In South Dakota, 15 percent of the adult population lives at or below 100 percent of the Federal Poverty Level (FPL), which works out to be about $11,500 per year for an individual. But justeight percent of adults are covered by Medicaid. Under Obamacare’s Medicaid expansion, any adult making up to 138 percent FPL would be able enroll in the public health insurance program. That would end up cutting South Dakota’s uninsurance rate by more than half. Without the expansion, on the other hand, South Dakota’s poorest will have to continue relying on the emergency room for their medical services.


  4. rikyrah says:

    Ellen Show Gives Waitress Big Reward For Picking Up Military Members’ Tab

    By Good News Network Monday, October 21, 2013

    Ellen rewards waitress who bought lunch for service membersThe bill was $27.75, her reward for paying it was far greater. Sarah Hoidahl, a New Hampshire waitress, even though she is a single mom living on tips, bought lunch for two National Guard service members who were furloughed recently in the government shutdown.

    The Guardswomen posted the kind note they received from Sarah on Facebook from which thousands of people were inspired — including the Ellen Show producers.

    Sarah was flown from Concord to Los Angeles to be on the show Friday where Ellen paid her back the $27.75. Then the talk show gave her a television, because they heard Sarah’s was broken.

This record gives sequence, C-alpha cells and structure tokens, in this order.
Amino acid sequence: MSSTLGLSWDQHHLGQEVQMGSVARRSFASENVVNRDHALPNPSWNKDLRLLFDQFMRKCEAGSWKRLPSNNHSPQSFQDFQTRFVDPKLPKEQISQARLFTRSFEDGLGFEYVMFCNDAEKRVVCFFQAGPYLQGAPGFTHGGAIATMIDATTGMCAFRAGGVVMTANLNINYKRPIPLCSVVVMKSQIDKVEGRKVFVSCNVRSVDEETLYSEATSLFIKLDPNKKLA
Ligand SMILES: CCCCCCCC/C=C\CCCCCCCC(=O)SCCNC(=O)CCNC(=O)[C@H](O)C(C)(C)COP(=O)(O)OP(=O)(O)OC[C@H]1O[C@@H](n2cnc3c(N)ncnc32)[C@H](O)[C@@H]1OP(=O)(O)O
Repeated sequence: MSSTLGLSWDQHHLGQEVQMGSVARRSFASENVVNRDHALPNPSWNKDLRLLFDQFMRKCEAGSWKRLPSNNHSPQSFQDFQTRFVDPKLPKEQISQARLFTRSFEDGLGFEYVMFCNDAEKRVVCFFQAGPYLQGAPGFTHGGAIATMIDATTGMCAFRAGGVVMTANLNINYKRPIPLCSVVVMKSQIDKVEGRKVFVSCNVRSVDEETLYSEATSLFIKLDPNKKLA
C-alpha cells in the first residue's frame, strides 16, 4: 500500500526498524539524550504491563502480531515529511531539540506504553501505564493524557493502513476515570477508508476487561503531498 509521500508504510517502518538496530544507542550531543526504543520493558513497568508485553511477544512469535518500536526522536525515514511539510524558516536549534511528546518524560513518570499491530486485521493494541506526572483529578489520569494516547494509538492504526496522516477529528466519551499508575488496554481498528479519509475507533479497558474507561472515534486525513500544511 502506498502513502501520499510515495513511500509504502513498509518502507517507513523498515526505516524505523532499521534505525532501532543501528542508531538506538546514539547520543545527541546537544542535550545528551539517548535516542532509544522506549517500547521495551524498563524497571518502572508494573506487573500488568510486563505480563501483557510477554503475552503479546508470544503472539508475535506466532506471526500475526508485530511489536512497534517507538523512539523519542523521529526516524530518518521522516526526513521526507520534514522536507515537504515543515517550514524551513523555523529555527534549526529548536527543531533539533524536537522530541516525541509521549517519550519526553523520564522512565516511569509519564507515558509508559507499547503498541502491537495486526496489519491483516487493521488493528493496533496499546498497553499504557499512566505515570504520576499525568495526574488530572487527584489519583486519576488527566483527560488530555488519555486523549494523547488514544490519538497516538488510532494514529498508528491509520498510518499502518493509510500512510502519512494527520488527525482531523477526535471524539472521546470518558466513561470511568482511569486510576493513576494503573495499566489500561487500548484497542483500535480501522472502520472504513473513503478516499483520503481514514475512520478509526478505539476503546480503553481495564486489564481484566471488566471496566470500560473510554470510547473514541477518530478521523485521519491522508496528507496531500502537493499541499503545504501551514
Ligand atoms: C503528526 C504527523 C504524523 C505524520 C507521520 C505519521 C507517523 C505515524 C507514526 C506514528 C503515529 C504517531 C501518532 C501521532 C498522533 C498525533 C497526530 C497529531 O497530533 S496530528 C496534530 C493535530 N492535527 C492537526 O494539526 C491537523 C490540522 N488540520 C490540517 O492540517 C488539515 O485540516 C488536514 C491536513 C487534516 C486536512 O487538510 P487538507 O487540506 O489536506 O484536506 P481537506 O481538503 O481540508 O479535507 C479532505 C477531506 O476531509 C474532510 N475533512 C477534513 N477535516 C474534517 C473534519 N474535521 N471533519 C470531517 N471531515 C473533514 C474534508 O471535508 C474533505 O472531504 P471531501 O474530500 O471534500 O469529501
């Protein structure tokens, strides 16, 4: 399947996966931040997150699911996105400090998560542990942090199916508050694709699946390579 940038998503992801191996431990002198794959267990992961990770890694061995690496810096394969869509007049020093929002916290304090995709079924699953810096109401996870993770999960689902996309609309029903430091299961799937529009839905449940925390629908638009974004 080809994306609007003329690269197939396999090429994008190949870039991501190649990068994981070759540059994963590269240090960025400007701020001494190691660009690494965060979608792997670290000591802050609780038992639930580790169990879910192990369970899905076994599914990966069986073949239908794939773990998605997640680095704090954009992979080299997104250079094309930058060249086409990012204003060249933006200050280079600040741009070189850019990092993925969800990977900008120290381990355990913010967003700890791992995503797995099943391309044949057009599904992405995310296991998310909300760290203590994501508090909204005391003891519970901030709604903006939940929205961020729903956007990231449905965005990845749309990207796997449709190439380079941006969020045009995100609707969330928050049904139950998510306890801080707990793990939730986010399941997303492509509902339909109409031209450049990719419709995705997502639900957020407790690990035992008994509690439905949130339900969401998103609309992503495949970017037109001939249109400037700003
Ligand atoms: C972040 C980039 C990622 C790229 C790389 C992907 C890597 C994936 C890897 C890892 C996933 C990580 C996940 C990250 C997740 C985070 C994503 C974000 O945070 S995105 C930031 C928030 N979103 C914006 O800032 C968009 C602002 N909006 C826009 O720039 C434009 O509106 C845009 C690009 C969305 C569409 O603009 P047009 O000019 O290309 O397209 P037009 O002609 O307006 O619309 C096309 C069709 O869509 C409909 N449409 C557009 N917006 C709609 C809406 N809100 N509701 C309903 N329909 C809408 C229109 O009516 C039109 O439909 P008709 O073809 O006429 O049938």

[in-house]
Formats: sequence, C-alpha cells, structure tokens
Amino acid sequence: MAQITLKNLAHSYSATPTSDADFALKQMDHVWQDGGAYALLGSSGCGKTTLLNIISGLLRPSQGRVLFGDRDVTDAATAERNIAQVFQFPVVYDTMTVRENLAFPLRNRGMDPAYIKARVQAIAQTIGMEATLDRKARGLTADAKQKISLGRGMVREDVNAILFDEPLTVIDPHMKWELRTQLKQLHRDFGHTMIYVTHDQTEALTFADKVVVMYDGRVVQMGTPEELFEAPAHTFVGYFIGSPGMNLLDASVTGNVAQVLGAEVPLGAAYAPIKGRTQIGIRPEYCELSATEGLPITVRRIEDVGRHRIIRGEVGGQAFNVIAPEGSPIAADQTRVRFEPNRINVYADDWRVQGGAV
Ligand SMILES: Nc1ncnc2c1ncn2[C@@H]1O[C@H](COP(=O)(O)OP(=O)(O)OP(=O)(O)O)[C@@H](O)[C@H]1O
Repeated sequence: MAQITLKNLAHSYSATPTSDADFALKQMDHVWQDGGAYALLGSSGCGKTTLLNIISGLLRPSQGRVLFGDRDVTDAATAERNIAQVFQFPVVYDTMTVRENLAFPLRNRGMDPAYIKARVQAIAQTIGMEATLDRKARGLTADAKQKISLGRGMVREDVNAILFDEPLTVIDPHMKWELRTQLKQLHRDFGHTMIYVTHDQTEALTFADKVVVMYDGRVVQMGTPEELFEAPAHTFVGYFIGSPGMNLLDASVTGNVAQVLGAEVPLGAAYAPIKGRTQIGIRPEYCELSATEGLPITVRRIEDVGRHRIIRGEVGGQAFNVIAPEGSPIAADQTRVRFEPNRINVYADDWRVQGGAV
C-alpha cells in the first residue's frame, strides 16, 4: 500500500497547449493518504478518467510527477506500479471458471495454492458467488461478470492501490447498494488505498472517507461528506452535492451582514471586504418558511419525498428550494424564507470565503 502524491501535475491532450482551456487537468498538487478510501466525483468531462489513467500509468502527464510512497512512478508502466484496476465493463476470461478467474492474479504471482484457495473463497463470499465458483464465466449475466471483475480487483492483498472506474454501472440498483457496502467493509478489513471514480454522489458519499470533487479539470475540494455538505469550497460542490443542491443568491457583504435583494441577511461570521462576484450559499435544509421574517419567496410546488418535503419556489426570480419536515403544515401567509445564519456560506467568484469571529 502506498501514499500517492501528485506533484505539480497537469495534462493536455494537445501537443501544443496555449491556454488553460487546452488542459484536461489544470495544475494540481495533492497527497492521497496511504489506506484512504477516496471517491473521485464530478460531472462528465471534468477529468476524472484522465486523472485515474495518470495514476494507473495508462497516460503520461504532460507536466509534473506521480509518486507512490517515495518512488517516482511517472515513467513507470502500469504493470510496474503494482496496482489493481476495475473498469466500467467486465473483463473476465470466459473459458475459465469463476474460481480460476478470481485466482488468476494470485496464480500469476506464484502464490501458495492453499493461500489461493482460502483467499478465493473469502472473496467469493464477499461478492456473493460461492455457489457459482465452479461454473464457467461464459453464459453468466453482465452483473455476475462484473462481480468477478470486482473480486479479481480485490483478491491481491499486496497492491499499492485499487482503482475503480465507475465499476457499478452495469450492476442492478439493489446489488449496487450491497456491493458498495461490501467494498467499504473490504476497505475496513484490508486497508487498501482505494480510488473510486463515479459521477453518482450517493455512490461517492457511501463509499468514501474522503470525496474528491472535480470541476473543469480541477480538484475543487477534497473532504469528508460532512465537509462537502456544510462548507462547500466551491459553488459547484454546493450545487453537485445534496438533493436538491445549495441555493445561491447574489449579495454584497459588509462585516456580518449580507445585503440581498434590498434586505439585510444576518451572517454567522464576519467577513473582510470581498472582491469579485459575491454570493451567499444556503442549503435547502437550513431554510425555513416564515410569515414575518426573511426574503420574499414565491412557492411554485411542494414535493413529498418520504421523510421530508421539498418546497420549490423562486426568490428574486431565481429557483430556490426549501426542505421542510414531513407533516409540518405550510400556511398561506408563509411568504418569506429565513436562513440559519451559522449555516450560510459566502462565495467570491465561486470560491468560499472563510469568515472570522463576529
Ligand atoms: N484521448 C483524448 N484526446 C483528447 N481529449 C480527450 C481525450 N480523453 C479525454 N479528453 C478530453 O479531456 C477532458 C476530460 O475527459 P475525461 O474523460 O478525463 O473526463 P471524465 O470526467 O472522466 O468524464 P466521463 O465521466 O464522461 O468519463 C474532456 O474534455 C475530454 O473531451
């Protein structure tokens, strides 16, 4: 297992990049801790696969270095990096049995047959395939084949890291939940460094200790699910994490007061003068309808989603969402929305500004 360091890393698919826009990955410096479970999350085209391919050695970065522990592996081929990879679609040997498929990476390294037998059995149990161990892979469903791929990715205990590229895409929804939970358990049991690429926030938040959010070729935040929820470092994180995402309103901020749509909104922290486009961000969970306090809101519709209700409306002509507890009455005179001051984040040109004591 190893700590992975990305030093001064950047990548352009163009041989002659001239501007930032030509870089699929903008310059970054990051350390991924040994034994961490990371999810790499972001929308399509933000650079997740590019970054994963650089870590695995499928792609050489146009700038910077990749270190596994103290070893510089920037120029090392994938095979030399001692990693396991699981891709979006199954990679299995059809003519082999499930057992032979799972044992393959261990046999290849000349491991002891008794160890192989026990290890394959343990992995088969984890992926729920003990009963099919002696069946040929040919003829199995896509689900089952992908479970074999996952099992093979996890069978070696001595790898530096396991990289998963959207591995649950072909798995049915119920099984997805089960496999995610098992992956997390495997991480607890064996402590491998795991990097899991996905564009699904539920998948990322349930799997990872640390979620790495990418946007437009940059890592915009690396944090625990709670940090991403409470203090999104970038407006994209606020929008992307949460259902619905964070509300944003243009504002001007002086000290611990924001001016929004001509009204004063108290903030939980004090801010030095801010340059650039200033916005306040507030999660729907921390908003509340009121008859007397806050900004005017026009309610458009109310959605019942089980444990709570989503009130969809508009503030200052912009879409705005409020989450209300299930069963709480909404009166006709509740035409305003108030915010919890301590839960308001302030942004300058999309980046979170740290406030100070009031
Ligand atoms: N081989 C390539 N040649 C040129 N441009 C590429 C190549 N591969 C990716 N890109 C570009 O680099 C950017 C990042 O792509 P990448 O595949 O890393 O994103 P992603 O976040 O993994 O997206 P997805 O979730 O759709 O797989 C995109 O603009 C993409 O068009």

It didn’t stop there.


  5. Ted Cruz: ‘Nigerian Email Scammers’ Hired to Run Obamacare Website.


    Senator Ted Cruz (R-TX) received a boisterous welcome from a hometown crowd in Houston, Texas on Monday, and repaid their enthusiasm with a shot at the Affordable Care Act’s troubled website launch.

    “You may have noticed that all the Nigerian email scammers have become a lot less active lately,” Cruz told the crowd. “They all have been hired to run the Obamacare website.”

    The reception was a marked change from Cruz’s treatment among colleagues and in the polls, after the Senator’s strategy to link stopping Obamacare to government funding led to a two-week-plus government shutdown and disastrous approval numbers for Republicans.

    Ted Cruz, I hear your dog whistle! Racist mofo!

  6. Yahtc says:

    ‘Black lifestyle’ in Japan

  7. Yahtc says:

    “Struggle and Success the African American Experience in Japan”


    Uploaded on Nov 22, 2011 by reggelife1
    Excerpt from a film about the complex lives of African Americans living in Japan

  8. Yahtc says: